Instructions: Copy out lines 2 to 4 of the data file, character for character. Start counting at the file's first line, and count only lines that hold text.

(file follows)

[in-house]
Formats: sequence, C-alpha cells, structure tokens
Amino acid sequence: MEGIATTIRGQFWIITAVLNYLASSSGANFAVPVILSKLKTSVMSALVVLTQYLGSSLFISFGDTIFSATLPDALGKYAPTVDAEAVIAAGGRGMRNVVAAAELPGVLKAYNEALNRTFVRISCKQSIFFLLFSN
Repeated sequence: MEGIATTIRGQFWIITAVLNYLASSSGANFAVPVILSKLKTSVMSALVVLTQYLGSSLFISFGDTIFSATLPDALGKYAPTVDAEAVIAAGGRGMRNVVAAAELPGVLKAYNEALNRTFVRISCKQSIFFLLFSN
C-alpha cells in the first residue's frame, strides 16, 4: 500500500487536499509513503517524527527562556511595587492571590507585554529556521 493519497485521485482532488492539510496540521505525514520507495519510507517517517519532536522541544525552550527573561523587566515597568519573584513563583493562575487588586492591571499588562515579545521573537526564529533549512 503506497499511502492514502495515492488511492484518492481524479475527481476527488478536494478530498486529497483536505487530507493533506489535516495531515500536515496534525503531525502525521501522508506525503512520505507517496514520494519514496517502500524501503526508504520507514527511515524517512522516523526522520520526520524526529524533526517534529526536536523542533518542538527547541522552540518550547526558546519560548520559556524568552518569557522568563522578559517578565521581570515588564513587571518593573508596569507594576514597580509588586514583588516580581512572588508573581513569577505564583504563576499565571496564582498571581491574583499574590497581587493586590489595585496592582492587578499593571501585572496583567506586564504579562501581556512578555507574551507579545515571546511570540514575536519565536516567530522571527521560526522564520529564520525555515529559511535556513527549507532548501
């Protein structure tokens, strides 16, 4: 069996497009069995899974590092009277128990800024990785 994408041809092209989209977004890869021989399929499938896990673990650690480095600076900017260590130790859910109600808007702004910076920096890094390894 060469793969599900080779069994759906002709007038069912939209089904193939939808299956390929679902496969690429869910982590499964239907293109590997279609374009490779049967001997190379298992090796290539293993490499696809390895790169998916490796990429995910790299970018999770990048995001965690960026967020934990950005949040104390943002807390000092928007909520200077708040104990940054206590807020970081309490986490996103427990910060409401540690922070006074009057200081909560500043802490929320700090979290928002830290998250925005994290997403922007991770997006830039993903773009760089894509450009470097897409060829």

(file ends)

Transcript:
Formats: sequence, C-alpha cells, structure tokens
Amino acid sequence: MEGIATTIRGQFWIITAVLNYLASSSGANFAVPVILSKLKTSVMSALVVLTQYLGSSLFISFGDTIFSATLPDALGKYAPTVDAEAVIAAGGRGMRNVVAAAELPGVLKAYNEALNRTFVRISCKQSIFFLLFSN
Repeated sequence: MEGIATTIRGQFWIITAVLNYLASSSGANFAVPVILSKLKTSVMSALVVLTQYLGSSLFISFGDTIFSATLPDALGKYAPTVDAEAVIAAGGRGMRNVVAAAELPGVLKAYNEALNRTFVRISCKQSIFFLLFSN